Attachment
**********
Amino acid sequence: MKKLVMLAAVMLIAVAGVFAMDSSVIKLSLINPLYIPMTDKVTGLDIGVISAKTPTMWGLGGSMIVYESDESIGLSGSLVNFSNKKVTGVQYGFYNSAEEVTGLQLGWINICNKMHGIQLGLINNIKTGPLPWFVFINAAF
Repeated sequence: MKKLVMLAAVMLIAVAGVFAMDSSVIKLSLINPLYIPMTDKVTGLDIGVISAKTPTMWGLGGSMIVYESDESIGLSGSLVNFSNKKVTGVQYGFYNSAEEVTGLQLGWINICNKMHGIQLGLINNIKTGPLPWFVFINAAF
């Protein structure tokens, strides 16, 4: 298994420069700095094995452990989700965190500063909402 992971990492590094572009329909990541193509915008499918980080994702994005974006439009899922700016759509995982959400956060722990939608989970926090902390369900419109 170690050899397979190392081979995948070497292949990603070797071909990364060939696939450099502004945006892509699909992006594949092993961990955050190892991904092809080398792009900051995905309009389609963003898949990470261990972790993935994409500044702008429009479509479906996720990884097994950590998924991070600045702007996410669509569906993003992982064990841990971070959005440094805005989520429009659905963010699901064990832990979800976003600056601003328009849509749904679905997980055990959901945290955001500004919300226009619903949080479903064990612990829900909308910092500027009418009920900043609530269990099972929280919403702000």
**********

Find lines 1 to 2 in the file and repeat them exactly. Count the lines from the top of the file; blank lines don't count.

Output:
Amino acid sequence: MKKLVMLAAVMLIAVAGVFAMDSSVIKLSLINPLYIPMTDKVTGLDIGVISAKTPTMWGLGGSMIVYESDESIGLSGSLVNFSNKKVTGVQYGFYNSAEEVTGLQLGWINICNKMHGIQLGLINNIKTGPLPWFVFINAAF
Repeated sequence: MKKLVMLAAVMLIAVAGVFAMDSSVIKLSLINPLYIPMTDKVTGLDIGVISAKTPTMWGLGGSMIVYESDESIGLSGSLVNFSNKKVTGVQYGFYNSAEEVTGLQLGWINICNKMHGIQLGLINNIKTGPLPWFVFINAAF